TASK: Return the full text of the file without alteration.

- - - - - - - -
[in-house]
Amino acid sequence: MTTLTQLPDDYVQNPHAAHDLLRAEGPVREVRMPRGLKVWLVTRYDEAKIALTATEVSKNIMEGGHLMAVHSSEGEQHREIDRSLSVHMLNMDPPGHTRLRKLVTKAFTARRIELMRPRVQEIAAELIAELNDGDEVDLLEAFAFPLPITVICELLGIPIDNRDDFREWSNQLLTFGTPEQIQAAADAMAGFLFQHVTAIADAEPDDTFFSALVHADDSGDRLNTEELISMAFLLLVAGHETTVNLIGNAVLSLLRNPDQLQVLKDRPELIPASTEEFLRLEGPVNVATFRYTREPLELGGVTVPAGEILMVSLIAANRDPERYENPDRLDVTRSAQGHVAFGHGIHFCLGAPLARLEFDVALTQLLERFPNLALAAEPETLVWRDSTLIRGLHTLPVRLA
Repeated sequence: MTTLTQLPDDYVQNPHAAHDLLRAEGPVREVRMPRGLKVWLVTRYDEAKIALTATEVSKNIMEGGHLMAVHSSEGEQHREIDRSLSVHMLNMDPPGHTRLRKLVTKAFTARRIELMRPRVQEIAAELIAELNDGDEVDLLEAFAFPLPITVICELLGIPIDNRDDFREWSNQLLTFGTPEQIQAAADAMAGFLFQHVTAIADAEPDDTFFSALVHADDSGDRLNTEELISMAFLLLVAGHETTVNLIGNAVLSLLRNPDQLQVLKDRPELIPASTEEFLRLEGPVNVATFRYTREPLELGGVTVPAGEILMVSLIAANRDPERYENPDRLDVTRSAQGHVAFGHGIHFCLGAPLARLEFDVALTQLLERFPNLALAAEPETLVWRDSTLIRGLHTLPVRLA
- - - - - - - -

[in-house]
Amino acid sequence: MTTLTQLPDDYVQNPHAAHDLLRAEGPVREVRMPRGLKVWLVTRYDEAKIALTATEVSKNIMEGGHLMAVHSSEGEQHREIDRSLSVHMLNMDPPGHTRLRKLVTKAFTARRIELMRPRVQEIAAELIAELNDGDEVDLLEAFAFPLPITVICELLGIPIDNRDDFREWSNQLLTFGTPEQIQAAADAMAGFLFQHVTAIADAEPDDTFFSALVHADDSGDRLNTEELISMAFLLLVAGHETTVNLIGNAVLSLLRNPDQLQVLKDRPELIPASTEEFLRLEGPVNVATFRYTREPLELGGVTVPAGEILMVSLIAANRDPERYENPDRLDVTRSAQGHVAFGHGIHFCLGAPLARLEFDVALTQLLERFPNLALAAEPETLVWRDSTLIRGLHTLPVRLA
Repeated sequence: MTTLTQLPDDYVQNPHAAHDLLRAEGPVREVRMPRGLKVWLVTRYDEAKIALTATEVSKNIMEGGHLMAVHSSEGEQHREIDRSLSVHMLNMDPPGHTRLRKLVTKAFTARRIELMRPRVQEIAAELIAELNDGDEVDLLEAFAFPLPITVICELLGIPIDNRDDFREWSNQLLTFGTPEQIQAAADAMAGFLFQHVTAIADAEPDDTFFSALVHADDSGDRLNTEELISMAFLLLVAGHETTVNLIGNAVLSLLRNPDQLQVLKDRPELIPASTEEFLRLEGPVNVATFRYTREPLELGGVTVPAGEILMVSLIAANRDPERYENPDRLDVTRSAQGHVAFGHGIHFCLGAPLARLEFDVALTQLLERFPNLALAAEPETLVWRDSTLIRGLHTLPVRLA